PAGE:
Letter from Bosnia and Herzegovina

Home and Away

DEPO Art01.03.24, 12:00h

 Home and Away
In its March edition, the influential global art magazine "Art Monthly" from London gives an overview of the art scene in Bosnia and Herzegovina, focusing on the situation within the country as well as the numerous Bosnian artists who have left the country


By Jon BLACKWOOD, Art Montly


It’s not easy to be a professional artist or cultural worker anywhere these days, but particularly so in Bosnia-Herzegovina. In December last year, 28 years had passed since the signing of the Dayton agreement that brought a fraught peace to the country in 1995. Responsibility for cultural management and institutions was le! out of the Dayton constitution, a political oversight that continues to bedevil attempts to form a joined-up cultural policy across the country. In Bosnia’s fiendishly complicated political settlement there is no minister for culture at state level, instead there are two ministers for culture at entity level – the Bosniak-Croat Federation and Republika Sprska – and below this level there are ministers with responsibility for culture in each of the country’s cantonal governments, although those cultural briefs o!en sit alongside responsibilities for sport and ‘civil a#airs’. Moreover, whatever initiatives may be launched in any one of these ten cantons may well clash with cultural initiatives proposed by the numerous politicians working at a city or district council level. The inevitable result is an administrative nightmare, where a patchwork of competing cultural policies and initiatives – should they exist at all – appear ad hoc across the numerous territories of this contested state. The debate surrounding artists’ precarity in recent times across the UK has been a weary reality for artists in Bosnia-Herzegovina for many years.


Despite this, art is still made, artists are still trained very well at the country’s art academies, and exhibitions and roundtables still happen with varying levels of public engagement and interest. There was a palpable sense of the passing of the generations at the end of 2023, particularly in the capital, Sarajevo. Most notably, many artists across former Yugoslavia reacted with sadness to the death of Aleksandar Saša Bukvić (1949–2023). A graduate of Sarajevo’s art school, Saša Bukvić was an artist and activist thoroughly engaged in contemporary art right until the end of his life; a founding member of the late avant-garde formation Zono (Bell) from 1982 to 1992, he later ran a gallery of the same name in various locations around Sarajevo. Saša Bukvić worked extensively in these years with the performance artist Jusuf Hadžifejzović (b1956) and opened the remarkable Charlama gallery housed in Sarajevo’s Skenderija shopping centre. Constructed in the late 1960s, the centre is now rather run down, shoppers having moved on to newer and more modern retail spaces elsewhere in the city. Hadžifejzović had initiated a festival of contemporary art in Skenderija at the beginning of the 2010s, entitled Sub Dokumenta, but relations between the Skenderija management and contemporary artists have long since become chilly. With Saša Bukvić gone and Hadžifejzović seriously ill, at the time of writing Charlama seems to have been repossessed by the shopping centre owners.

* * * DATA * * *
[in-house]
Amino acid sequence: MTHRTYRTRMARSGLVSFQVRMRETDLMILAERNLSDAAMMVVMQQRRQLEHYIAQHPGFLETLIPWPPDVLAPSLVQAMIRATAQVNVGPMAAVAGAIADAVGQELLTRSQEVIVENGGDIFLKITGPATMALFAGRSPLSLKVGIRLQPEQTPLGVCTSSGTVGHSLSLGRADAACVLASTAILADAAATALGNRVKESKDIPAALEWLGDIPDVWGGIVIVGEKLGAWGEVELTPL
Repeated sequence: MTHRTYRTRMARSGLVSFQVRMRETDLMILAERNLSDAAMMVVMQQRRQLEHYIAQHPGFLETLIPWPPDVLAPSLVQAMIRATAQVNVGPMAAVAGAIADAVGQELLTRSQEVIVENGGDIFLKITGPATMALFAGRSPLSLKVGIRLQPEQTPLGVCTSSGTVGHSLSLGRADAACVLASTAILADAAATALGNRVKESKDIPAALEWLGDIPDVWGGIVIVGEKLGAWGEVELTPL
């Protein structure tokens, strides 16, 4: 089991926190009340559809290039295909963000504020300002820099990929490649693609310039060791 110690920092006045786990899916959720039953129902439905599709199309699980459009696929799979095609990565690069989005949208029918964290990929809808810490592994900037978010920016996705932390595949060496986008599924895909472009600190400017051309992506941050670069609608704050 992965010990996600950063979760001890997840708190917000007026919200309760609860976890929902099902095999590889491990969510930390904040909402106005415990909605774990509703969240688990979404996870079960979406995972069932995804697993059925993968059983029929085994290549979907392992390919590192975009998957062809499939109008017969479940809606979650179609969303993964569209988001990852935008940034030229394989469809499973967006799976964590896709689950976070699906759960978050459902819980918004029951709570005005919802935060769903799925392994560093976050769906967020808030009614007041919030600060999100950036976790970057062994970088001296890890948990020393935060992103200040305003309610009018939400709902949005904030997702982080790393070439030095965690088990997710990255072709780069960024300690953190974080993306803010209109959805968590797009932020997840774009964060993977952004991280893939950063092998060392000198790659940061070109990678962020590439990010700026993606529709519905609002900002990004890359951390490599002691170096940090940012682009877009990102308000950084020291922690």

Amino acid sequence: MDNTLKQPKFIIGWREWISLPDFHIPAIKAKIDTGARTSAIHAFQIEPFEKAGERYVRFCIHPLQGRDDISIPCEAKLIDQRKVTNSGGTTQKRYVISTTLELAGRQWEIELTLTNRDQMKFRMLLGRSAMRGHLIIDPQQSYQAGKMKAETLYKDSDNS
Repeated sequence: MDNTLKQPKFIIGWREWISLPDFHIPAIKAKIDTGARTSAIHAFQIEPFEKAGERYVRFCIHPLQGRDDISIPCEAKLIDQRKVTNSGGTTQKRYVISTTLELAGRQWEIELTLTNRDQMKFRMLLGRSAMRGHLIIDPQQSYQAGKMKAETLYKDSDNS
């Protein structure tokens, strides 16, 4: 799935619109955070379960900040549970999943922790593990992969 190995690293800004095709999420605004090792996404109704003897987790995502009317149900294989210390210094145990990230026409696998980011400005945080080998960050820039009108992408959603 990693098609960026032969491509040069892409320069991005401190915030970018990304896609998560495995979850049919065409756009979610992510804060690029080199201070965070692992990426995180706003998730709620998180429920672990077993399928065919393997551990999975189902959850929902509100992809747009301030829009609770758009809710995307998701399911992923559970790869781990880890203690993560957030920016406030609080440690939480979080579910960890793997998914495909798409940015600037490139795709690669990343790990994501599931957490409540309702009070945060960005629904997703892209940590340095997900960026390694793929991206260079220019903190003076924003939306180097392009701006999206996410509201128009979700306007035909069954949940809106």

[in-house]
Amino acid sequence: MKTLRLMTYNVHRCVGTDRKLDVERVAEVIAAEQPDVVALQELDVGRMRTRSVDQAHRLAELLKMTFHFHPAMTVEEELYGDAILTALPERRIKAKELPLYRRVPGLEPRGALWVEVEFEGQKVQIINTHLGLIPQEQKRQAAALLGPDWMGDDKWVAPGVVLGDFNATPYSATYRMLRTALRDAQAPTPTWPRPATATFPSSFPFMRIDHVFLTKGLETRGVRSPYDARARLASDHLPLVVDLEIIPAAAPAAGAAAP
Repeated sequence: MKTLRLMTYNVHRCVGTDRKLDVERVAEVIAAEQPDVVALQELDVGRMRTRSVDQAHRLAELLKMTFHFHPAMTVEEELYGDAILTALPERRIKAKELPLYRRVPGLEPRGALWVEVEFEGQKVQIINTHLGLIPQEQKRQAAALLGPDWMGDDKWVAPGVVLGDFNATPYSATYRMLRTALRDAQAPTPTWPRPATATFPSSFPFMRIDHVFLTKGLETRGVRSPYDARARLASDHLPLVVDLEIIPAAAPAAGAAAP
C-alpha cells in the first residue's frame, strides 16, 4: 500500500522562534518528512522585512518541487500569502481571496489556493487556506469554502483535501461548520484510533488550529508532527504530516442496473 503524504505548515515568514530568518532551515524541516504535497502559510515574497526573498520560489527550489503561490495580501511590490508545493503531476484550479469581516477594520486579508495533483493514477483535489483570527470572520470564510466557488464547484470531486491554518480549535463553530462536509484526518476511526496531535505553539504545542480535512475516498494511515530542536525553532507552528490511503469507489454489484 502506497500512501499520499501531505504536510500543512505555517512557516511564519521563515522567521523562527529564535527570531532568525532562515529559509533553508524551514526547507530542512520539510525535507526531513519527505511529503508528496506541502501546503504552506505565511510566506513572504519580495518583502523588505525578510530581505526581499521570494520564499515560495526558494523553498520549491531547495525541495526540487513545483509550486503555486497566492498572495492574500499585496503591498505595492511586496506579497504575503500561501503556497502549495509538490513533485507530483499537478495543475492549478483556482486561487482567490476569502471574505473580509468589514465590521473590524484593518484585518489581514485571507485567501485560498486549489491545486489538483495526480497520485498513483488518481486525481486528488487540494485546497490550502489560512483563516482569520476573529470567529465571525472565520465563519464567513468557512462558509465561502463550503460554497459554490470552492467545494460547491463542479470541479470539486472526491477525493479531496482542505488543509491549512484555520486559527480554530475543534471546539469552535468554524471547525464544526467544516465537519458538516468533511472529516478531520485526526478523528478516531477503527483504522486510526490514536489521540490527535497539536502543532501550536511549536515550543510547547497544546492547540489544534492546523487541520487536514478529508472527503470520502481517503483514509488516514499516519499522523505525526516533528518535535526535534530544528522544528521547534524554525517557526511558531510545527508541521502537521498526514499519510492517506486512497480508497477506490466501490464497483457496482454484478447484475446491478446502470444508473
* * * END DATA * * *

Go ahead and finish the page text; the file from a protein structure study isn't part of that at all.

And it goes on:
Fortunately KRAK arts centre in Bihać has stepped in recently, to take on management and storage of Charlama’s significant contemporary art collection, but it is uncertain if it will ever return to Sarajevo. The dynamic relationship between Saša Bukvić and Hadžifejzović is the subject of a recent touching documentary film, "The Last Yugoslav Dokumenta", directed by Jasmin Duraković. In the film, the two artists engage with colleagues across the previous generation of Yugoslav artists and critics from the late 1970s and early 1980s, remembering the significance of the canonical ‘Yugoslav Dokumenta’ exhibitions held in Skenderija in 1987 and 1989. The film shows the depth and reach of these exhibitions, and how they were produced with enthusiasm, optimism and very little money. A key problem in contemporary Bosnia-Herzegovina is a lack of institutional memory. Few young artists are aware of the work of Saša Bukvić and Hadžifejzović, let alone of the Yugoslav Dokumenta.




The organisations that underpinned contemporary debate in Sarajevo a decade ago, such as Pierre Courtin’s duplex100m2, which ran from 2004 to 2018, and the Sarajevo Centre for Contemporary Art led by Dunja Blažević from 1996 until her retirement in 2013, are now vague memories. New organisations have since emerged, but they are run on very di#erent principles and make decisions informed by current circumstances rather than drawing on lessons from the past. KRAK, perhaps the country’s most inspiring cultural venue at the moment, is not based in Sarajevo but in Bihać, near the north-western border with Croatia. Bihać has been a hot spot in the recent migration ‘crisis’ because migrants fleeing from conflicts in the Middle East o!en find themselves stranded there, thwarted from crossing the weaponised, razor-wired border into the EU via Croatia. This was an issue dealt with by Mladen Miljanović, who represented BosniaHerzegovina in the 2013 Venice Biennale, in his relational piece Didactic Wall, 2019.